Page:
Introducing Loupes

Magnification was introduced into dentistry as far back as 1876 and loupes are now the most common way of magnifying the treatment area. Growing in popularity, along with the increase in Minimally Invasive techniques, loupes enable clinicians to not only see in more detail, which has clear benefits for diagnosis and treatment, but also lets the clinician work at the optimal distance from the patient with the resultant benefits for posture and ergonomics.


Why use Loupes

Which Loupes are right for me?

Range of Loupes


Let there be light

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Henry Schein Dental supply Denmat custom-made loupes and lights and for 19 years, the PeriOptix® brand, supplied by Denmat since 2013, has been a leader in optical and light-based technology. All PeriOptix loupes are made with high-end, shatter-resistant glass to ensure optimum edge-to-edge clarity in a large viewing field. The wide variety of magnification options and large selection of loupe styles ensure that clinician needs can be met with an effective, elegant and customisable solution.

This interactive guide takes a deeper look into loupes, microscopes and the different options available. What are the advantages and what are their applications? What should you consider when purchasing loupes or microscopes?

Why use loupes?

Regardless of the type of treatment offered, loupes are an essential piece of equipment for all clinicians. No longer just the preserve of specialists, in endodontics and minimally invasive dentistry, many dentists routinely wear loupes for every patient and procedure.

The Benefits

The technology has advanced significantly since the beginning and dental loupes now offer clinicians the following compelling benefits:

  • Clarity of vision:

    The extra clarity gained from wearing loupes and using a suitable light makes accuracy and attention to detail easier to achieve.

  • Diagnosis:

    Being able to see the treatment area in detail assists with accurate diagnosis, by being able to see the treatment area in close detail.

  • Ergonomics:

    It is well known that when carrying out dental procedures, poor posture can contribute to back and neck pain. Many clinicians suffer from chronic back pain and there is evidence that the use of appropriate magnification can help resolve some of these issues.

  • Posture:

    Achieving the correct operating posture can be helped by the wearing of loupes as the magnification allows the operator to maintain the optimal working distance from the patient.

Which loupes are right for me?

Choice of loupes is very much a personal matter and there is a whole range of different designs, frames and specifications to choose from. Here are some of the things you should know before choosing your loupes.

  • Through-the-lens or flip up?

    Flip-up refers to lenses which are mounted on the frame of the loupes. This option gives clinicians the option of adjusting the interpupillary distance individually and it is easy to have different prescriptions for each lens. Additionally, the lenses can be ‘flipped’ out of the way to get an overview of the treatment area or to talk to the patient if required. However, this type of loupe is heavy, and this is often quite noticeable at the end of a working day. Denmat loupes counteract this by having lightweight frames.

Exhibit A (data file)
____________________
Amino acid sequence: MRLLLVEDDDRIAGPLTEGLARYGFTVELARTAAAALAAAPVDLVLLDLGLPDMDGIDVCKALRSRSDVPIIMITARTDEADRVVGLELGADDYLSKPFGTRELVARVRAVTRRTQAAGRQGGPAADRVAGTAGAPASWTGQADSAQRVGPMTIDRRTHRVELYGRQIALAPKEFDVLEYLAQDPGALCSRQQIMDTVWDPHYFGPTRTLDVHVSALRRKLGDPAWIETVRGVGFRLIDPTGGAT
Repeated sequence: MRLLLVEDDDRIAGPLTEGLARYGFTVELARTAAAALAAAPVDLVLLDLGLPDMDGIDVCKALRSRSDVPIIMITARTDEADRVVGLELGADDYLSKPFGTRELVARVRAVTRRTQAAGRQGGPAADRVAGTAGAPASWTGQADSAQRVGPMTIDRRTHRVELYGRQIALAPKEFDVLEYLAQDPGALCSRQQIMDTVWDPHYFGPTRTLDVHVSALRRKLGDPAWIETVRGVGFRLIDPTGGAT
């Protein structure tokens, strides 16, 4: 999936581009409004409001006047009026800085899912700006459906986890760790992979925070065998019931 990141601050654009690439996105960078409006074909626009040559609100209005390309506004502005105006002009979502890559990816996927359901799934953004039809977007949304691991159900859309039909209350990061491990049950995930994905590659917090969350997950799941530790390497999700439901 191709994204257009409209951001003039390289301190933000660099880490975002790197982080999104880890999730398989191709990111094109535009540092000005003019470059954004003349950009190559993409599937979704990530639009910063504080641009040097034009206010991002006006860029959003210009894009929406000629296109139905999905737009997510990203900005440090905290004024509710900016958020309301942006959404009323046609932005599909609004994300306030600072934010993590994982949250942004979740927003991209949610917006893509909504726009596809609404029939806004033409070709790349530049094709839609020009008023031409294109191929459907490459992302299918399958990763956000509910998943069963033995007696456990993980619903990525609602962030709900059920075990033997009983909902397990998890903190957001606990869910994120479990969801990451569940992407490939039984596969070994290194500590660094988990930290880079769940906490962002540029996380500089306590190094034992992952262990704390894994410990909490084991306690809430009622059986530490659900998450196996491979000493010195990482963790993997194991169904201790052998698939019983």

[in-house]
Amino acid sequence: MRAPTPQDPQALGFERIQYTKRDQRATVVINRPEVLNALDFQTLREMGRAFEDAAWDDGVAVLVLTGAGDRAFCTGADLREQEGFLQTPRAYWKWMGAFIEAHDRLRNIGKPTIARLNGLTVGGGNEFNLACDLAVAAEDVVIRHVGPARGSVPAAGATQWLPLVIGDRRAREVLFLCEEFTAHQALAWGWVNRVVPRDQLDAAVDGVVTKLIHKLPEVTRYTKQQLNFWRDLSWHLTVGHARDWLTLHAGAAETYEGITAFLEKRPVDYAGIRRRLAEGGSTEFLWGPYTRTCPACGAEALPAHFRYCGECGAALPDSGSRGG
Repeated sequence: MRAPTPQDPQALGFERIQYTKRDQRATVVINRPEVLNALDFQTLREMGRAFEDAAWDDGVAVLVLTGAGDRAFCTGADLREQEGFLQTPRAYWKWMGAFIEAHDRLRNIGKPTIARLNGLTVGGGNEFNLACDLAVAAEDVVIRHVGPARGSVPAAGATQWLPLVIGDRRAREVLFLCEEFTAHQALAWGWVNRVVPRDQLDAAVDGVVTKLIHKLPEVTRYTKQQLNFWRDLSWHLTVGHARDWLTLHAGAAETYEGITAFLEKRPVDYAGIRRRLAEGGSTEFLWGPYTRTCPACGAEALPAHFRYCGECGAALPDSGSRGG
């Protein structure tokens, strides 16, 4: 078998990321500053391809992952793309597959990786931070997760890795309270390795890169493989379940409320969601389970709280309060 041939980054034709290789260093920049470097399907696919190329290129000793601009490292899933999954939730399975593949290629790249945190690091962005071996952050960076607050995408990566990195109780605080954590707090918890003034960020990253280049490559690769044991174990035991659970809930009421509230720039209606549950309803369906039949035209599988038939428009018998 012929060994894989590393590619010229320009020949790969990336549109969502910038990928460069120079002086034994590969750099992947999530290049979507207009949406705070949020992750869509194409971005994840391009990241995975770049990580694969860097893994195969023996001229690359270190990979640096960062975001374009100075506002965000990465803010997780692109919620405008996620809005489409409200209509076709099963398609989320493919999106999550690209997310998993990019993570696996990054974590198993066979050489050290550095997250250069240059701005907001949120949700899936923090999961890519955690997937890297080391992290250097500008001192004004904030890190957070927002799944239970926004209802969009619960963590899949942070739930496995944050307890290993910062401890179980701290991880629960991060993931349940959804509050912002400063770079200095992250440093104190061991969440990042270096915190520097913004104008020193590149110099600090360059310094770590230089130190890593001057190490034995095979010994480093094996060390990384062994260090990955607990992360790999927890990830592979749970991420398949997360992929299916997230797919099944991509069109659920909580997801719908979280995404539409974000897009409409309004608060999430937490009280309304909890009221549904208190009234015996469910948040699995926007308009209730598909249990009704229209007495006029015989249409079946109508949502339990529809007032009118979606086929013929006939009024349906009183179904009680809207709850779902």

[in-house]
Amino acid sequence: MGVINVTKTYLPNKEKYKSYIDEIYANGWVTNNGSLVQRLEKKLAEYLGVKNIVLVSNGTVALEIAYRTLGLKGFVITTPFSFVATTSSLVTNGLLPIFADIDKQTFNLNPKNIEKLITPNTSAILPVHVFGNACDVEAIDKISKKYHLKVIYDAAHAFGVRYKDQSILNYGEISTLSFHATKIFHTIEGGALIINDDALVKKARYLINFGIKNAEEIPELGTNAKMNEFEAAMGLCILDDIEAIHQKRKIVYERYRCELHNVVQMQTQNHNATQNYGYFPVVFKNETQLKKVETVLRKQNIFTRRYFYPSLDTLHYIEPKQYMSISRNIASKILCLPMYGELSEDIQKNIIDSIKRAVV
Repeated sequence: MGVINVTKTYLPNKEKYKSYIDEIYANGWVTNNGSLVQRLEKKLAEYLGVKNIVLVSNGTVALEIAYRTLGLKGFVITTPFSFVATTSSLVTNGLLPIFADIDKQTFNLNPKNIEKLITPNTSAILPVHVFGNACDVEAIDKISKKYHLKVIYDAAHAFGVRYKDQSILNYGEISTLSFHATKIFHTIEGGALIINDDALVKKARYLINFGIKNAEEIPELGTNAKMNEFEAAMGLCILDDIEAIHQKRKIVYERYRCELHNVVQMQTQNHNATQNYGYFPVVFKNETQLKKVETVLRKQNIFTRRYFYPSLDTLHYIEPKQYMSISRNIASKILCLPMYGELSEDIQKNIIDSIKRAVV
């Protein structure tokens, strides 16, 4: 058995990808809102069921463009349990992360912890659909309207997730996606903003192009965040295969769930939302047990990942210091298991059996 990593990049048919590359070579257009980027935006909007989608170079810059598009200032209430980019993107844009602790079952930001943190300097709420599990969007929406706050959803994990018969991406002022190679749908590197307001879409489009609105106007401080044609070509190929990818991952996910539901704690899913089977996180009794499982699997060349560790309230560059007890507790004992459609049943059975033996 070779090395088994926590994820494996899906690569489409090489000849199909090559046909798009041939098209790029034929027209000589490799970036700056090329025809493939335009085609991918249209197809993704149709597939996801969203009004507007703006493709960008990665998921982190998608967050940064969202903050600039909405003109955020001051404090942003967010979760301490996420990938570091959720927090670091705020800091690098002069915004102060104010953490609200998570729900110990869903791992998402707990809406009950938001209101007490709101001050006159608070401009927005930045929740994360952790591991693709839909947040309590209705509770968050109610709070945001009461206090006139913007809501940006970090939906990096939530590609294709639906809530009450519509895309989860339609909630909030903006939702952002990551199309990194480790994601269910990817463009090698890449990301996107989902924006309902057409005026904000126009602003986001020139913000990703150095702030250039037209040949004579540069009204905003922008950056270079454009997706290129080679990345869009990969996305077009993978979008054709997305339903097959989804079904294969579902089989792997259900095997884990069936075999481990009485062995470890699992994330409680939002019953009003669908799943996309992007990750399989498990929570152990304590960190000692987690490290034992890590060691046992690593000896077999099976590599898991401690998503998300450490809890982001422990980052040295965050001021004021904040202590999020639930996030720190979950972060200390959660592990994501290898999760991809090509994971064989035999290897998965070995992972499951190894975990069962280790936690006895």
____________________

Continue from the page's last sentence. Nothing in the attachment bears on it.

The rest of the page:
Through-the-lens loupes are lighter than ‘flip-ups’. All factors are built into the lenses at the point of manufacture and therefore it is essential that accurate measurements are taken during the fitting process.

  • Field of view

    The basic principle for field of view is that as the magnification increases, the field of view decreases. In practical terms a magnification of 2x – 2.5x would enable the clinician to see multiple quadrant areas in focus and this is the magnification used by most general practitioners. Once a magnification of 3.5x is reached, the field of view becomes more restricted, usually to a single quadrant. However, this ability to focus on a particular area, often on a single tooth, makes this type of magnification suitable for specific procedures such as endodontics.

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  • Depth of field

    This refers to the ability of a lens to focus on objects, both near and far, without needing to change position. When magnification is used it restricts the depth of field and as the magnification increases the depth of field decreases, until a point at which only a small object is in sharp focus. At high magnification just a small movement from the patient or the clinician will result in losing focus, making working more challenging.

    High-performance oculars can provide an extra-large depth of field (up to 120 mm).
    • Short 28-38cm
    • Regular 36-46cm
    • Long 43-53cm
    • X-Long 50-60cm

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  • Weight

    Weight and balance are vital for operator comfort and this is an important consideration for those wearing loupes constantly throughout the working day. The type of lens (Galilean or Prismatic) and design of the loupes (Through-the-lens or Flip-up) all play a part in weight and balance considerations.

  • Optical quality

    When purchasing loupes you should also consider the following -

    Resolution: the ability to differentiate images that are separated by small distances and to detect fine details.